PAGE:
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COBOL-coding volunteers sought as slammed mainframes slow New Jersey's coronavirus response

Huge surge in applications for financial assistance show Governor Phil Murphy the ugly side of technical debt

The governor of New Jersey has asked COBOL-capable coders to volunteer their skills as the US state’s mainframe computers have struggled to cope with a surge of requests for benefits to help citizens through the coronavirus crisis.

In his daily press briefing on April 4, Governor Phil Murphy said: “In our list of volunteers not only do we need health care workers but given the legacy systems we should add a page for cobalt [sic] computer skills, because that's what we're dealing with in these legacies.”

Governor Murphy said his staff is “doing a heck of a job but literally we have systems that are 40-plus years old and there'll be lots of post mortems and one of them on our list will be how the heck did we get here when we literally needed cobalt programmers.”

Here’s the clip of the governor calling for COBOL programmers:

Youtube Video

It appears that New Jersey needs COBOL coders because its benefits system has choked on a surge of requests for unemployment payments.

In the video above, from around the 46:50 mark, commissioner of the New Jersey Department of Labor and Workforce Robert Asaro-Angelo explained that his agency has experienced a 1,600 per cent increase in its usual volume of requests for assistance.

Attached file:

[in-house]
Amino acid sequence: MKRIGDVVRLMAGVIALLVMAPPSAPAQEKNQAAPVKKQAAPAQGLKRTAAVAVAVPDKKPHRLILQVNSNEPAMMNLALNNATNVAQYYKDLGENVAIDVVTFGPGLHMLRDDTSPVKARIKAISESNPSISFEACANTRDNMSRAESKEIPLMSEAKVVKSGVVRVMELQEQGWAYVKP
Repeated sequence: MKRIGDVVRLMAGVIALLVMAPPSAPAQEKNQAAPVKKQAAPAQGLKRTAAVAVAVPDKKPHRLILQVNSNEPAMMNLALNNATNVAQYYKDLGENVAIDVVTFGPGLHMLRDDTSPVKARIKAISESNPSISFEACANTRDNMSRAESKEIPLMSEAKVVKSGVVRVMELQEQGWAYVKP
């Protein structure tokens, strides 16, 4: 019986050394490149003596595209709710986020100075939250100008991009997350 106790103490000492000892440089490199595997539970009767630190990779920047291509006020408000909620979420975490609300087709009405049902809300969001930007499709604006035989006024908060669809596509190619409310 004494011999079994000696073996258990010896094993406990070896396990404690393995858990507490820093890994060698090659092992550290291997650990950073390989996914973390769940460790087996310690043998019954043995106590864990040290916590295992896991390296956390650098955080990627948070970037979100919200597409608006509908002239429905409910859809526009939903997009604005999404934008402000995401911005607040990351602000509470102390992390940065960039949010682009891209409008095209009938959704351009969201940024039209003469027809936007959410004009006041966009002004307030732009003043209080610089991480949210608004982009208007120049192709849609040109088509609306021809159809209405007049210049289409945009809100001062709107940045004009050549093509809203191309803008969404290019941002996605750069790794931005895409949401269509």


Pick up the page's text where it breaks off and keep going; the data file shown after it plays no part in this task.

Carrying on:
“There's nothing I want more than to put your hard-earned benefits into your family budget sooner we've made no secret about the inflexibility of our legacy technology and our desperate desire to receive and act on more of your phone calls," he said. "We hear your frustration and we are with you we're currently working to bring into our systems more of your calls and emails. This is our number one priority.”

That inflexibility has been noted by the press, which reported half of claims for unemployment benefits haven’t been processed immediately.

At Governor Murphy’s April 2 briefing he said: “This morning the Department of Labor reported that over the past week more than 206,000 new claims for unemployment were filed, meaning that in just the past two weeks alone more than 362,000 residents have filed for unemployment.

“And we are also very cognizant that there are delays and backups in the system, and we urge everyone to please have patience and that your claim will be taken care of and you will not lose one penny of your benefits.”

As Murphy’s April 4 remarks suggests, technical debt has come back to bite the state’s Department of Labor and Workforce at the least-convenient possible moment. ®

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